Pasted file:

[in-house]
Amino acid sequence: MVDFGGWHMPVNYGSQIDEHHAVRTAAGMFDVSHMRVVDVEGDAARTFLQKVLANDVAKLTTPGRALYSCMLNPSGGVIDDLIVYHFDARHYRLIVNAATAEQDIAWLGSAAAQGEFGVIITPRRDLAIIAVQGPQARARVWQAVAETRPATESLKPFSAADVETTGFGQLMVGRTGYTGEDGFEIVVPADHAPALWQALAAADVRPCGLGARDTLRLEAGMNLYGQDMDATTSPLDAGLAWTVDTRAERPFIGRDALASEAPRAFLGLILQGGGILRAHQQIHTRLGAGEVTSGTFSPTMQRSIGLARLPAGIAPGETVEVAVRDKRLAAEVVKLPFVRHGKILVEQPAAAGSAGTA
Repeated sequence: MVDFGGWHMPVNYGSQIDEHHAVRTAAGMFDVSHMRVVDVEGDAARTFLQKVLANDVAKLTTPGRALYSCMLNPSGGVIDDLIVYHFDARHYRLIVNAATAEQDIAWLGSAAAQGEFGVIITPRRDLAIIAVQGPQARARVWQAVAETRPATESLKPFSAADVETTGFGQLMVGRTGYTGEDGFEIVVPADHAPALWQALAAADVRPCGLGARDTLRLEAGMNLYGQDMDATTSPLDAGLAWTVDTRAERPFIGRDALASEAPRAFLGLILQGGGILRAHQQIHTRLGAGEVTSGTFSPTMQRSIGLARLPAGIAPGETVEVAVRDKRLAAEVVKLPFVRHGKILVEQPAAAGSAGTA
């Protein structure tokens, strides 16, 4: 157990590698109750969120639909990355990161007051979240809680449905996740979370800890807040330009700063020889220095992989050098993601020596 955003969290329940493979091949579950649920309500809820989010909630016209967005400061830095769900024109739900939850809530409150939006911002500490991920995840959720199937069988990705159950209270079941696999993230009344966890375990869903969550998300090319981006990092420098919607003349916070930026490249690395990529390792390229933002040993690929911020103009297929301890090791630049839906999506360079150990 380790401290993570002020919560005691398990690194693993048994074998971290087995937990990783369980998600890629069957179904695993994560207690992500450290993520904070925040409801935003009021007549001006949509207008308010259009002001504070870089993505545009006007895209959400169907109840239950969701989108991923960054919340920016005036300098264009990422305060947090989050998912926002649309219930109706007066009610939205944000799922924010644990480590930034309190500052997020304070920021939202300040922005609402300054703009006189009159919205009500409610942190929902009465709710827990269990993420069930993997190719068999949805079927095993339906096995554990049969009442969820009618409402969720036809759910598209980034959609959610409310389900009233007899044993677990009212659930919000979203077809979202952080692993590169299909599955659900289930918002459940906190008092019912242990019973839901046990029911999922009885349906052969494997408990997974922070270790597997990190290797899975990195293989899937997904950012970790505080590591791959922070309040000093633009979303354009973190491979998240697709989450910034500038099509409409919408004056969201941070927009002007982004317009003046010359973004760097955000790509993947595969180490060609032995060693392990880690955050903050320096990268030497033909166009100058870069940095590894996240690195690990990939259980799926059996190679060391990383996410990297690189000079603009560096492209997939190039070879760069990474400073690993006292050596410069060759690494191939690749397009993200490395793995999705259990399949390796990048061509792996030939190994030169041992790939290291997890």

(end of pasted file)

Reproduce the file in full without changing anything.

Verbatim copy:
[in-house]
Amino acid sequence: MVDFGGWHMPVNYGSQIDEHHAVRTAAGMFDVSHMRVVDVEGDAARTFLQKVLANDVAKLTTPGRALYSCMLNPSGGVIDDLIVYHFDARHYRLIVNAATAEQDIAWLGSAAAQGEFGVIITPRRDLAIIAVQGPQARARVWQAVAETRPATESLKPFSAADVETTGFGQLMVGRTGYTGEDGFEIVVPADHAPALWQALAAADVRPCGLGARDTLRLEAGMNLYGQDMDATTSPLDAGLAWTVDTRAERPFIGRDALASEAPRAFLGLILQGGGILRAHQQIHTRLGAGEVTSGTFSPTMQRSIGLARLPAGIAPGETVEVAVRDKRLAAEVVKLPFVRHGKILVEQPAAAGSAGTA
Repeated sequence: MVDFGGWHMPVNYGSQIDEHHAVRTAAGMFDVSHMRVVDVEGDAARTFLQKVLANDVAKLTTPGRALYSCMLNPSGGVIDDLIVYHFDARHYRLIVNAATAEQDIAWLGSAAAQGEFGVIITPRRDLAIIAVQGPQARARVWQAVAETRPATESLKPFSAADVETTGFGQLMVGRTGYTGEDGFEIVVPADHAPALWQALAAADVRPCGLGARDTLRLEAGMNLYGQDMDATTSPLDAGLAWTVDTRAERPFIGRDALASEAPRAFLGLILQGGGILRAHQQIHTRLGAGEVTSGTFSPTMQRSIGLARLPAGIAPGETVEVAVRDKRLAAEVVKLPFVRHGKILVEQPAAAGSAGTA
């Protein structure tokens, strides 16, 4: 157990590698109750969120639909990355990161007051979240809680449905996740979370800890807040330009700063020889220095992989050098993601020596 955003969290329940493979091949579950649920309500809820989010909630016209967005400061830095769900024109739900939850809530409150939006911002500490991920995840959720199937069988990705159950209270079941696999993230009344966890375990869903969550998300090319981006990092420098919607003349916070930026490249690395990529390792390229933002040993690929911020103009297929301890090791630049839906999506360079150990 380790401290993570002020919560005691398990690194693993048994074998971290087995937990990783369980998600890629069957179904695993994560207690992500450290993520904070925040409801935003009021007549001006949509207008308010259009002001504070870089993505545009006007895209959400169907109840239950969701989108991923960054919340920016005036300098264009990422305060947090989050998912926002649309219930109706007066009610939205944000799922924010644990480590930034309190500052997020304070920021939202300040922005609402300054703009006189009159919205009500409610942190929902009465709710827990269990993420069930993997190719068999949805079927095993339906096995554990049969009442969820009618409402969720036809759910598209980034959609959610409310389900009233007899044993677990009212659930919000979203077809979202952080692993590169299909599955659900289930918002459940906190008092019912242990019973839901046990029911999922009885349906052969494997408990997974922070270790597997990190290797899975990195293989899937997904950012970790505080590591791959922070309040000093633009979303354009973190491979998240697709989450910034500038099509409409919408004056969201941070927009002007982004317009003046010359973004760097955000790509993947595969180490060609032995060693392990880690955050903050320096990268030497033909166009100058870069940095590894996240690195690990990939259980799926059996190679060391990383996410990297690189000079603009560096492209997939190039070879760069990474400073690993006292050596410069060759690494191939690749397009993200490395793995999705259990399949390796990048061509792996030939190994030169041992790939290291997890």